New CRISPR technology could revolutionise gene therapy, offering new hope to people with genetic diseases
Asteroid news: Scientists may have discovered a new asteroid classification in study
There are asteroids that are relatively small, but there are also massive space rocks that could cause a lot of damage in a collision. Scientists may have found a new type of asteroid in their recent study.
Researchers from the Southwest Research Institute believe that they have now found a new classification of an asteroid or a new type of meteorite parent asteroid. Their conclusion was based on the analysis they made on a sample of space debris known as Almaha Sitta or AhS that fell to Earth 12 years ago. They found the parent body from which AhS came from was an asteroid around the same size as Ceres, the largest type of asteroid found in the primary asteroid belt in our planetary neighborhood. This asteroid is also believed to have been created with water under intermediate temperature and pressure.
“Carbonaceous chondrite (CC) meteorites record the geological activity during the earliest stages of the Solar System and provide insight into their parent bodies’ histories,” said the study’s lead author Dr. Vicky Hamilton in a statement. “Some of these meteorites are dominated by minerals providing evidence for exposure to water at low temperatures and pressures. The composition of other meteorites points to heating in the absence of water.”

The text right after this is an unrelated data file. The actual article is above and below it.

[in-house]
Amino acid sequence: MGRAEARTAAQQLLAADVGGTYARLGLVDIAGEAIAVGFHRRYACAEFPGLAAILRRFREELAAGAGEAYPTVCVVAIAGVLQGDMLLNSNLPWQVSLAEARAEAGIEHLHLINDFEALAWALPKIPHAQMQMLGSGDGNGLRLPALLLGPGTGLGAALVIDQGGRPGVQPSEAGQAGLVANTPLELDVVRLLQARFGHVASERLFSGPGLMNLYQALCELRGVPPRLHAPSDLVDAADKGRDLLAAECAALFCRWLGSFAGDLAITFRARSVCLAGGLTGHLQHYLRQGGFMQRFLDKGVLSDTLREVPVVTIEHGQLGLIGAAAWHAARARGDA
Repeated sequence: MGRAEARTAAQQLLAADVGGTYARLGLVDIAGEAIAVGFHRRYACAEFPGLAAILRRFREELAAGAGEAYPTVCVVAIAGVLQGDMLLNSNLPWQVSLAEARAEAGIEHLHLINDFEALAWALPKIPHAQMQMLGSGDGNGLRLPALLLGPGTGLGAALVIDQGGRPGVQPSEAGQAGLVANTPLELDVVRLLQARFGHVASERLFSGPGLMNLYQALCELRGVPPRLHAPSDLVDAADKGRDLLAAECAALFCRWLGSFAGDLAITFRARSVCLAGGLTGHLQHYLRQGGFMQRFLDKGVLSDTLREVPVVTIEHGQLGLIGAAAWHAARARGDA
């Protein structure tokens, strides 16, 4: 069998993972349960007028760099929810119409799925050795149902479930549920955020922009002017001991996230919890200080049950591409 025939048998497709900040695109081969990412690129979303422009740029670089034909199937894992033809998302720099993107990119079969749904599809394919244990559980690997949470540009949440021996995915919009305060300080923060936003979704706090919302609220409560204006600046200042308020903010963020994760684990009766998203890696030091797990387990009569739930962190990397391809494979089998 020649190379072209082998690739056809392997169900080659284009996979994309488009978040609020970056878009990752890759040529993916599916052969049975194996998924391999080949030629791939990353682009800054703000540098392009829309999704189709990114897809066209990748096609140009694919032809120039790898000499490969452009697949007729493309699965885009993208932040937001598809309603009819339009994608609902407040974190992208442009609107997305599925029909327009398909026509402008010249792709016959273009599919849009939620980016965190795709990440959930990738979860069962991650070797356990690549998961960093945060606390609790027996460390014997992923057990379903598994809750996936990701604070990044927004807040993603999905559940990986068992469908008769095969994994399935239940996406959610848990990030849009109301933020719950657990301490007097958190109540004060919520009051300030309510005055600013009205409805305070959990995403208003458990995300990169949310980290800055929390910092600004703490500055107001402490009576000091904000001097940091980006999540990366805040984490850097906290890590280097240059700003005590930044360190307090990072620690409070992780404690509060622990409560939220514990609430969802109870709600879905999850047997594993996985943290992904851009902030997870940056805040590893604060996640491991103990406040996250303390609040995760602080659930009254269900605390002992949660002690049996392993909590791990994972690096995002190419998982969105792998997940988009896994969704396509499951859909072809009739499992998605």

The researchers studied a 50-milligram sample of Almaha Sitta that was recovered and made use of an infrared microscope to determine its composition. A spectral analysis of the sample found hydrated minerals, specifically amphibole, that indicated intermediate temperatures and pressures aside from a long period of aqueous changes on its parent asteroid that measured around 400 to 1,100 miles in diameter.
Previously, parts of the world got to experience a solar eclipse in the skies, but astronomers found more than just the sun being covered. A small comet was detected heading towards the Sun. The comet was known as C/2020 X3 and was first spotted by amateur astronomer Worachate Boonplod of Thailand, who found the comet with the use of NASA’s Sungazer Project, a program that allows anyone to search for comets in the skies. According to NASA’s analysis, the comet was traveling towards the Sun at a rate of 450,000 miles per hour and measured around 50 feet in diameter.